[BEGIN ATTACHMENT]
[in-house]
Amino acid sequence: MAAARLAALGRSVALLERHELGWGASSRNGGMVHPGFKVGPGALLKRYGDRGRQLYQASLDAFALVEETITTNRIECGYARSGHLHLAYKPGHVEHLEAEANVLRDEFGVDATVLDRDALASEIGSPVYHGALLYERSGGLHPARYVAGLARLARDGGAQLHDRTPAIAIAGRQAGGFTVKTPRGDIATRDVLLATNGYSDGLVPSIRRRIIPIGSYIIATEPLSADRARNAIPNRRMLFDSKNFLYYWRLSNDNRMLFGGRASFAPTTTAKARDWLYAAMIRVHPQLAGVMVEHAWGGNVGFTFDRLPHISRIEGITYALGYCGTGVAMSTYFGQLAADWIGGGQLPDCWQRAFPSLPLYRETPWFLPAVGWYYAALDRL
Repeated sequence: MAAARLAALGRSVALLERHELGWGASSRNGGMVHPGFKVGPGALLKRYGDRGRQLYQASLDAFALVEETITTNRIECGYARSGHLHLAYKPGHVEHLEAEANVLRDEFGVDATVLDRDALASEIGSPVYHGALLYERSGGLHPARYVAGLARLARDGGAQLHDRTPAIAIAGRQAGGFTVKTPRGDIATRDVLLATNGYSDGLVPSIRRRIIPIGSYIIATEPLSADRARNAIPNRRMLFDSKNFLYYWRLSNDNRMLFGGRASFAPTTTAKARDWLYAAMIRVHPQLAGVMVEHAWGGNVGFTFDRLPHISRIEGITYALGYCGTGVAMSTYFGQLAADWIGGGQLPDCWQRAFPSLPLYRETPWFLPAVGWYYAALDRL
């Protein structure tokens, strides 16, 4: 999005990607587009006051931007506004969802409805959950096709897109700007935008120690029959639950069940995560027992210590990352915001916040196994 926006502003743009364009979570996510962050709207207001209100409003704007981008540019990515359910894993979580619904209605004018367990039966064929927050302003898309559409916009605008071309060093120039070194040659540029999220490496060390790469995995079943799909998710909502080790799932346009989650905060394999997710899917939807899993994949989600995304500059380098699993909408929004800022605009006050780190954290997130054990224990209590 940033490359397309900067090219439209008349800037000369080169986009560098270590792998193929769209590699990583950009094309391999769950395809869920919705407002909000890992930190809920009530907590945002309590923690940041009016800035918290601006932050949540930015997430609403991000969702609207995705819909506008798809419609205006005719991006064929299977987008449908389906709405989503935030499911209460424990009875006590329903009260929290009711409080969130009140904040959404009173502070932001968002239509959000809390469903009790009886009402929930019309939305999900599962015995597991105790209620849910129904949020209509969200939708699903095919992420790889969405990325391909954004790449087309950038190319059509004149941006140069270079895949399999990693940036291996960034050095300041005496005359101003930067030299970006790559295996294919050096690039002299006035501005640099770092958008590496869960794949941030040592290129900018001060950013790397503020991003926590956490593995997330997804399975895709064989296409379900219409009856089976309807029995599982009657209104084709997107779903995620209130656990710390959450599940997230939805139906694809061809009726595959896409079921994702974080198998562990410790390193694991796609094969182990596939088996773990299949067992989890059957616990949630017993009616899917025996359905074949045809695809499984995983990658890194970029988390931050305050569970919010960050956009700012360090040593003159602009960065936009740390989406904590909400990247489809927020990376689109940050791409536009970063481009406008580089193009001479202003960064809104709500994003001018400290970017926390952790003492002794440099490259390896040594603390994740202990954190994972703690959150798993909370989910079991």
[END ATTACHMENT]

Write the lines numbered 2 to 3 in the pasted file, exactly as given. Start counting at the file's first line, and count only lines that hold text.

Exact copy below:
Amino acid sequence: MAAARLAALGRSVALLERHELGWGASSRNGGMVHPGFKVGPGALLKRYGDRGRQLYQASLDAFALVEETITTNRIECGYARSGHLHLAYKPGHVEHLEAEANVLRDEFGVDATVLDRDALASEIGSPVYHGALLYERSGGLHPARYVAGLARLARDGGAQLHDRTPAIAIAGRQAGGFTVKTPRGDIATRDVLLATNGYSDGLVPSIRRRIIPIGSYIIATEPLSADRARNAIPNRRMLFDSKNFLYYWRLSNDNRMLFGGRASFAPTTTAKARDWLYAAMIRVHPQLAGVMVEHAWGGNVGFTFDRLPHISRIEGITYALGYCGTGVAMSTYFGQLAADWIGGGQLPDCWQRAFPSLPLYRETPWFLPAVGWYYAALDRL
Repeated sequence: MAAARLAALGRSVALLERHELGWGASSRNGGMVHPGFKVGPGALLKRYGDRGRQLYQASLDAFALVEETITTNRIECGYARSGHLHLAYKPGHVEHLEAEANVLRDEFGVDATVLDRDALASEIGSPVYHGALLYERSGGLHPARYVAGLARLARDGGAQLHDRTPAIAIAGRQAGGFTVKTPRGDIATRDVLLATNGYSDGLVPSIRRRIIPIGSYIIATEPLSADRARNAIPNRRMLFDSKNFLYYWRLSNDNRMLFGGRASFAPTTTAKARDWLYAAMIRVHPQLAGVMVEHAWGGNVGFTFDRLPHISRIEGITYALGYCGTGVAMSTYFGQLAADWIGGGQLPDCWQRAFPSLPLYRETPWFLPAVGWYYAALDRL